The aim of this project was to improve continuity of care by decreasing central catheter occlusions in adults in two acute care units with high use of central venous catheters. Specific objectives were to introduce a patency bundle and train nurses on thrombolytic administration for timely resolution of catheter occlusions.Introduction:
Central venous catheters are a vital component of medical care of acutely ill hospitalized patients. Occluded catheters delay treatment and can increase infection risk. There are bundles of best practices on catheter insertion, dressing and removal. However, a gap exists in nursing guidance for maintaining and restoring catheter patency.Methods:
The project used the Joanna Briggs Institute's tools for promoting practice change. Getting Research into Practice (GRiP) and Practical Application of Clinical Evidence System (PACES) assisted with strategy formation and data analysis. Direct observation and medical record review were used for baseline and follow-up audits. Several teaching strategies were employed to educate direct care nurses.Results:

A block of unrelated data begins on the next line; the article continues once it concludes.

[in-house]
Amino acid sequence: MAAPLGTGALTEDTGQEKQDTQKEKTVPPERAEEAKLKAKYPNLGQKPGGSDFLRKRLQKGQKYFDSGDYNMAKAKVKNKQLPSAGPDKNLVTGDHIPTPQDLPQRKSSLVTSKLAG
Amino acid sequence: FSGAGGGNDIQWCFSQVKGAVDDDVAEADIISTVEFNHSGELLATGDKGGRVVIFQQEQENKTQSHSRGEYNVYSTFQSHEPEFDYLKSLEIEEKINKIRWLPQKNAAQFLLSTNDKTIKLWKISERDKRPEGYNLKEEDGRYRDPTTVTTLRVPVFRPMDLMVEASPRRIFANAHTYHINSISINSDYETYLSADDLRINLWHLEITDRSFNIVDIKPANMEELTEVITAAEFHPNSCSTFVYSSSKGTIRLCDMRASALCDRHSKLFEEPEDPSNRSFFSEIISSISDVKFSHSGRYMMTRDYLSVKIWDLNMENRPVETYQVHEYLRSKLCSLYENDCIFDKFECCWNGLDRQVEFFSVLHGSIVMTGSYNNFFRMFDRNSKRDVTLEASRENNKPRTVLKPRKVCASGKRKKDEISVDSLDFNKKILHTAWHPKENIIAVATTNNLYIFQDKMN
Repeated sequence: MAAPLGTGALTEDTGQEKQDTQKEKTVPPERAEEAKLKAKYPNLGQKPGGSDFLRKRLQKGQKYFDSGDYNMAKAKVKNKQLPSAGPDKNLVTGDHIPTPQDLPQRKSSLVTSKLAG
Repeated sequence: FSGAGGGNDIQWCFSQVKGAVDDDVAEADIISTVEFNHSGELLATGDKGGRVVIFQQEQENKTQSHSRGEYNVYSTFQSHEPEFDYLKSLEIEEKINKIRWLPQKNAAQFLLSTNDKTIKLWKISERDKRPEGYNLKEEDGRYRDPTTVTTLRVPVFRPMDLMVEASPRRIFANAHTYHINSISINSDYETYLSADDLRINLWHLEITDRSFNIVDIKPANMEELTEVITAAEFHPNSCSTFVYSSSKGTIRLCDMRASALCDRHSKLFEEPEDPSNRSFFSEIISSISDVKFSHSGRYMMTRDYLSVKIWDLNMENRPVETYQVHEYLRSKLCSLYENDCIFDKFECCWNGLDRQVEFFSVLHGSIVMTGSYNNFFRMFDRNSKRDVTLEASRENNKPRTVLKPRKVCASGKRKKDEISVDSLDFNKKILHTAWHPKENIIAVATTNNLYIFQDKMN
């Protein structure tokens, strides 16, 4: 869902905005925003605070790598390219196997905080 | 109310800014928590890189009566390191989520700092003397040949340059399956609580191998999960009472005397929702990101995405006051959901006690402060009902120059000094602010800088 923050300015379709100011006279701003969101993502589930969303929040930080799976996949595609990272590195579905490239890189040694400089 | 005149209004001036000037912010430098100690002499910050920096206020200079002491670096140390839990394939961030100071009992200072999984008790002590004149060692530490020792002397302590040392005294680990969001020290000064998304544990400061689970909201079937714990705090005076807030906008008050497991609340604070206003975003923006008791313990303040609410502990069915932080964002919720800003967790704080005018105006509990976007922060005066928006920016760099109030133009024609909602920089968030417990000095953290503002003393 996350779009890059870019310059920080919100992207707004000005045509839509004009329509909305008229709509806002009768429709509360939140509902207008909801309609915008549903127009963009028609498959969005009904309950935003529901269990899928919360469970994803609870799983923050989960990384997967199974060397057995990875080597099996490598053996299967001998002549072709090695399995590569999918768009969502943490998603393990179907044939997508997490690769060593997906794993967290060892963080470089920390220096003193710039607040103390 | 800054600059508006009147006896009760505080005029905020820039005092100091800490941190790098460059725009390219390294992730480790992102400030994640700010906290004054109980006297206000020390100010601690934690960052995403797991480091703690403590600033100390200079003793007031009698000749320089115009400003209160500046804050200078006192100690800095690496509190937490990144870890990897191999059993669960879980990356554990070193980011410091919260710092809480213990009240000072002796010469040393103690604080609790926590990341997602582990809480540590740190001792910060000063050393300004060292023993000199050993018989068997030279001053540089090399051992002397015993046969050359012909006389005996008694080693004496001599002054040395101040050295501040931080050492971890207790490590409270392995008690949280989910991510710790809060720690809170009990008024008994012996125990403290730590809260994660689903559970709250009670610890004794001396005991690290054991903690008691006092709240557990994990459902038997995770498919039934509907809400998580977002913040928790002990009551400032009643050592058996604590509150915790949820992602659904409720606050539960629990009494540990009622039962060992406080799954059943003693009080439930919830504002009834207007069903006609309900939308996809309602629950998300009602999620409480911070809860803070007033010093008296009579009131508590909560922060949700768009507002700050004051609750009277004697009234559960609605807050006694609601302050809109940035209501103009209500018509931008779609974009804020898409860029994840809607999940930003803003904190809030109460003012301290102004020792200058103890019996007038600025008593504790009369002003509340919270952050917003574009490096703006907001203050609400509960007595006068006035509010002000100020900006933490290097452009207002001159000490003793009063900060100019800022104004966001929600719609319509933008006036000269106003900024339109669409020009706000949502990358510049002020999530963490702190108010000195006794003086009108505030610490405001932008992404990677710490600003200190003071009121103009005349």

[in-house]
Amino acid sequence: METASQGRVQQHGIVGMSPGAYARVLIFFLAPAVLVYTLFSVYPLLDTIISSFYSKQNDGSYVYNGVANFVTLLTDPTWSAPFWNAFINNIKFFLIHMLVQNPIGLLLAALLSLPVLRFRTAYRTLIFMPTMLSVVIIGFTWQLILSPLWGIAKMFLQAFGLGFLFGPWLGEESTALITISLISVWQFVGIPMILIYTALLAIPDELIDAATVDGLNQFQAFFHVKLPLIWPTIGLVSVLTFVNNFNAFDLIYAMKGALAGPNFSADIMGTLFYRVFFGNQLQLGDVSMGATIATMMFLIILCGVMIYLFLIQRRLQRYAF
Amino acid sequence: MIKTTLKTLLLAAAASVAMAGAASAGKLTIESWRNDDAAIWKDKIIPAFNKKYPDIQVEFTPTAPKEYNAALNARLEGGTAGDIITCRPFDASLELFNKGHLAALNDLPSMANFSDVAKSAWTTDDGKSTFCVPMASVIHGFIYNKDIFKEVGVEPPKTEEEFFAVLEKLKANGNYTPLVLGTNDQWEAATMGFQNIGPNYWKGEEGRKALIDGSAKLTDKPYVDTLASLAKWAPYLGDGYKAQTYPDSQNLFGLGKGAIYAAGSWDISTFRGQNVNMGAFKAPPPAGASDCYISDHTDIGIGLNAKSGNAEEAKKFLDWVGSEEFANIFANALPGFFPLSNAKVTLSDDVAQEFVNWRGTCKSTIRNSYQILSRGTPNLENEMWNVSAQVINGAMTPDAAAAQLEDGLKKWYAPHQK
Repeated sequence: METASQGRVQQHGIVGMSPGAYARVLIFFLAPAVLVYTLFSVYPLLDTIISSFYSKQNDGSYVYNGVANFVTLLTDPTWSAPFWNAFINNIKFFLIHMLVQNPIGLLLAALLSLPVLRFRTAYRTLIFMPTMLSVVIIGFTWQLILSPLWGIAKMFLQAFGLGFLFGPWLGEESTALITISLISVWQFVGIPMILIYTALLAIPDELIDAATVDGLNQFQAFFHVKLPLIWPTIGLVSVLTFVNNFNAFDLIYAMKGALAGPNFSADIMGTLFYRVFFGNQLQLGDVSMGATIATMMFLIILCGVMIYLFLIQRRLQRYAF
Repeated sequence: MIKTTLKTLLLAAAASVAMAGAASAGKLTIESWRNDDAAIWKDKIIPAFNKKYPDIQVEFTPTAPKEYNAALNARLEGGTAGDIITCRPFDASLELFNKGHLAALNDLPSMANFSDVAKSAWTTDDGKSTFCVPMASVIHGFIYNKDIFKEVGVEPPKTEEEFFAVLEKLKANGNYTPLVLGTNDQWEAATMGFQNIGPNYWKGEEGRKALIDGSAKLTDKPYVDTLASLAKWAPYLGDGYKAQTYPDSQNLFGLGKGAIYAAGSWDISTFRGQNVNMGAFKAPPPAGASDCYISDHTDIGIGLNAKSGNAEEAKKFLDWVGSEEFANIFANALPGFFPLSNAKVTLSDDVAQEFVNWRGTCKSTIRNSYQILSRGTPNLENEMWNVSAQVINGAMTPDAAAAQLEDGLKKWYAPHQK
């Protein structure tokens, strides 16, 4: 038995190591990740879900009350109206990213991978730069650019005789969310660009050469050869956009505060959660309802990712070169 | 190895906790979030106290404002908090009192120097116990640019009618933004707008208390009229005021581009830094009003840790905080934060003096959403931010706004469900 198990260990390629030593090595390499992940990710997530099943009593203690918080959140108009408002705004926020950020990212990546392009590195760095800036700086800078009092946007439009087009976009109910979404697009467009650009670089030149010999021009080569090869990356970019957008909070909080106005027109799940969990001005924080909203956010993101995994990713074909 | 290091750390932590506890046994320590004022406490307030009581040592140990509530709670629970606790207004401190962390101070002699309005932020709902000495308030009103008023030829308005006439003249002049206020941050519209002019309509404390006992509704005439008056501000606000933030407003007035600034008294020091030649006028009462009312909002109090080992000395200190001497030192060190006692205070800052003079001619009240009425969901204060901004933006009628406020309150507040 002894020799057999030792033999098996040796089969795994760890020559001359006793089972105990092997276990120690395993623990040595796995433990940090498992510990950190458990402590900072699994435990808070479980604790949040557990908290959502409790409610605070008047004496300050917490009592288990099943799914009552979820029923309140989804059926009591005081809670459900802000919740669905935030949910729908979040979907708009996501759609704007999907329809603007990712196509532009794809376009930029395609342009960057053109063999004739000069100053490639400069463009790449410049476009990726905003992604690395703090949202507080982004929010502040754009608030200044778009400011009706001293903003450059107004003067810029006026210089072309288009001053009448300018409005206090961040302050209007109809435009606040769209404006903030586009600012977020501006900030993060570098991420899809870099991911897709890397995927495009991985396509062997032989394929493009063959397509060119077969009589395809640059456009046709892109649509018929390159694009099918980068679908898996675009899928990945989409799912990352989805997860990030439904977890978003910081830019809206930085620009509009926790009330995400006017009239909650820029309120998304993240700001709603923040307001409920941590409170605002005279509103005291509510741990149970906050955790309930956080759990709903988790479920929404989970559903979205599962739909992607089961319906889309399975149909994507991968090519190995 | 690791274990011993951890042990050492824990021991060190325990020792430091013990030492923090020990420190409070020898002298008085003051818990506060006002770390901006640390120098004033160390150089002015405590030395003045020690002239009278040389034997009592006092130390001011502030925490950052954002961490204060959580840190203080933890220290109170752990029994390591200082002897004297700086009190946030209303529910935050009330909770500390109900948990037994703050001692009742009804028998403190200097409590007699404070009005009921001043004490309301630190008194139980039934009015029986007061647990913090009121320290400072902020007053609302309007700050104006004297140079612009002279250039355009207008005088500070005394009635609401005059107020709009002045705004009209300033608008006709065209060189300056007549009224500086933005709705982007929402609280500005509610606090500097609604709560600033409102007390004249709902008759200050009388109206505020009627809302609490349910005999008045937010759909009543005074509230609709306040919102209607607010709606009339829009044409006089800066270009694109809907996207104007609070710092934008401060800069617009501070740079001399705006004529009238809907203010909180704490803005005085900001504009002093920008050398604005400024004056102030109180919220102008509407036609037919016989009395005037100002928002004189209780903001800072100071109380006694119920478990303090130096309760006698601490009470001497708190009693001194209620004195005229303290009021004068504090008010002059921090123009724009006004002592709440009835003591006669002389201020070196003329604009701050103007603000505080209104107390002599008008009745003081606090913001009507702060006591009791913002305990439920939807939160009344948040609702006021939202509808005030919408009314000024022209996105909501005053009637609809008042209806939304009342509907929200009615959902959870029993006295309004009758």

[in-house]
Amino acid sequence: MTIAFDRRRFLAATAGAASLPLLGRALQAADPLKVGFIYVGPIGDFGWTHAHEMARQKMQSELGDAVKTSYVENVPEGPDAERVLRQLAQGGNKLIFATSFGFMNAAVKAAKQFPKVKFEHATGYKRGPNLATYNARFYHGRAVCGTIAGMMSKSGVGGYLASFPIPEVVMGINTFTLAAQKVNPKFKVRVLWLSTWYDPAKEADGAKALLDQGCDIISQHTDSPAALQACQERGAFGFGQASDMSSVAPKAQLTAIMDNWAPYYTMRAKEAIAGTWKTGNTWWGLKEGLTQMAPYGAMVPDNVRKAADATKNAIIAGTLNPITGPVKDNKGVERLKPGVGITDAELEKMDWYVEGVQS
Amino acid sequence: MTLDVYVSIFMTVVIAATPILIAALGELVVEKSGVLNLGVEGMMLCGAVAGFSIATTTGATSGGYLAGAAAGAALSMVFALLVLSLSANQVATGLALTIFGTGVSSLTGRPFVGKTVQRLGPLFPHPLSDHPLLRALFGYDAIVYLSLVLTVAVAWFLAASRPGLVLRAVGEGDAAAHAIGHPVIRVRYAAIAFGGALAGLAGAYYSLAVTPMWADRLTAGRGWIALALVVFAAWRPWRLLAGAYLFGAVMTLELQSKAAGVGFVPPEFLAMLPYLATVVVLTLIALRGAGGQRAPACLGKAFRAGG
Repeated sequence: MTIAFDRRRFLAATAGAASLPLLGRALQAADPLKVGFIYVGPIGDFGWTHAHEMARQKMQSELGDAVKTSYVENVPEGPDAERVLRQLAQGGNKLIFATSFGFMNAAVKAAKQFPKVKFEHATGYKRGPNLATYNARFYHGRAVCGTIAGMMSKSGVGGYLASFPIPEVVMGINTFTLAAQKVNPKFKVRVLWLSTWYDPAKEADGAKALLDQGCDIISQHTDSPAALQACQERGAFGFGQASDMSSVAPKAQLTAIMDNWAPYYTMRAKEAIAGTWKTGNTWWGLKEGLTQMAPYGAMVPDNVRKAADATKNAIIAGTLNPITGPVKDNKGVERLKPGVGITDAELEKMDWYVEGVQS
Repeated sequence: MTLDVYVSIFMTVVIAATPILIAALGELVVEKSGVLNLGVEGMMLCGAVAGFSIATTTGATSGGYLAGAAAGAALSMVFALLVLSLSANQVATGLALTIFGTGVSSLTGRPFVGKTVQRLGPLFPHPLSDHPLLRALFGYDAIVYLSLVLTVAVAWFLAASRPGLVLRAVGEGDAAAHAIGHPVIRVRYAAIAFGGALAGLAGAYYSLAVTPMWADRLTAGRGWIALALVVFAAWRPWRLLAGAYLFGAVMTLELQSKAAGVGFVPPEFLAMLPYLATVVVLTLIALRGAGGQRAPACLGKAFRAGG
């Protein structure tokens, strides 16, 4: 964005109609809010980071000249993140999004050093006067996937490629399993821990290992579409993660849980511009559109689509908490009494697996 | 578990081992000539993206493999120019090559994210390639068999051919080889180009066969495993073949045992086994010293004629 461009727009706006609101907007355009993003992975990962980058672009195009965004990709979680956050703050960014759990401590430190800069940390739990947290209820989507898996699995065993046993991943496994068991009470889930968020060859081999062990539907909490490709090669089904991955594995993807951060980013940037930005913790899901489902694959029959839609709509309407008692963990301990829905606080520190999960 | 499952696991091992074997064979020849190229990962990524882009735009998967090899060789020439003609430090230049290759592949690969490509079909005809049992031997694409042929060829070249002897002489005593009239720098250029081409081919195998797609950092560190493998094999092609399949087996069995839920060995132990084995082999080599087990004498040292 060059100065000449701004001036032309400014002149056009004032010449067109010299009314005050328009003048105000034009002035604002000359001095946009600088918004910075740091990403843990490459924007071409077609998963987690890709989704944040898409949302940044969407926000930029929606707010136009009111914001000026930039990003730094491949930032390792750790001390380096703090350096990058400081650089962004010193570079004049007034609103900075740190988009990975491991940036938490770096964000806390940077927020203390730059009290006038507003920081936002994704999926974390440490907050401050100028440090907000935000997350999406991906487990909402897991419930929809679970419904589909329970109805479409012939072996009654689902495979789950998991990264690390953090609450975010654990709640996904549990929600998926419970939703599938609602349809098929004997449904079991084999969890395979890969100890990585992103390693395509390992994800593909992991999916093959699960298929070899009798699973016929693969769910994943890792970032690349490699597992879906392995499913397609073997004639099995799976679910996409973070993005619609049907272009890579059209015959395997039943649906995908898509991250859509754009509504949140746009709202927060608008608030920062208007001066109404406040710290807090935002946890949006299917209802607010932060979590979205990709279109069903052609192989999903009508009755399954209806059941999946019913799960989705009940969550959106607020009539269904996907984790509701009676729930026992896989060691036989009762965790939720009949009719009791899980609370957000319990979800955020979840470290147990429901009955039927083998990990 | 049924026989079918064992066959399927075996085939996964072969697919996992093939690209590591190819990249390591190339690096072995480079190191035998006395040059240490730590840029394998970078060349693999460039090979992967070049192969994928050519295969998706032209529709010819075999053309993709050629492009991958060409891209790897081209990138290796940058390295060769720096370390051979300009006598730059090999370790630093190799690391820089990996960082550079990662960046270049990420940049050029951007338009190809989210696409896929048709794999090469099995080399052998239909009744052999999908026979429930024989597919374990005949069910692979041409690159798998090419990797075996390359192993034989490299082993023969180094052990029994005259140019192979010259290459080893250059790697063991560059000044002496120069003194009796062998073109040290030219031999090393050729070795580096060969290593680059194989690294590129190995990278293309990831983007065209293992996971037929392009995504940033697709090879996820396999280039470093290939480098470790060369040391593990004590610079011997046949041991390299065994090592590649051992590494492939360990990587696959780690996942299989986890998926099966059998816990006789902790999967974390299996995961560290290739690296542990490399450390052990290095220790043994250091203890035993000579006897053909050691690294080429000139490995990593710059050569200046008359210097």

Occlusion rates fluctuated greatly above and below baseline rates. Infection rates did not increase with thrombolytic administration. Nurses’ compliance with catheter access and flushing techniques doubled. Timeliness of thrombolytic administration increased to 100% compliance. However, patency documentation did not improve.Conclusions:
Multi-modal education reached all nurses and contributed to significantly improved compliance with patency best practice. Nurses were empowered to expediently troubleshoot occlusions by using thrombolytics. However, three months of post-implementation data was not enough to demonstrate a continued downward trend in occlusion rates. Thrombolytic administration by nurses on the other adult units and improved patency documentation are in the planning stages.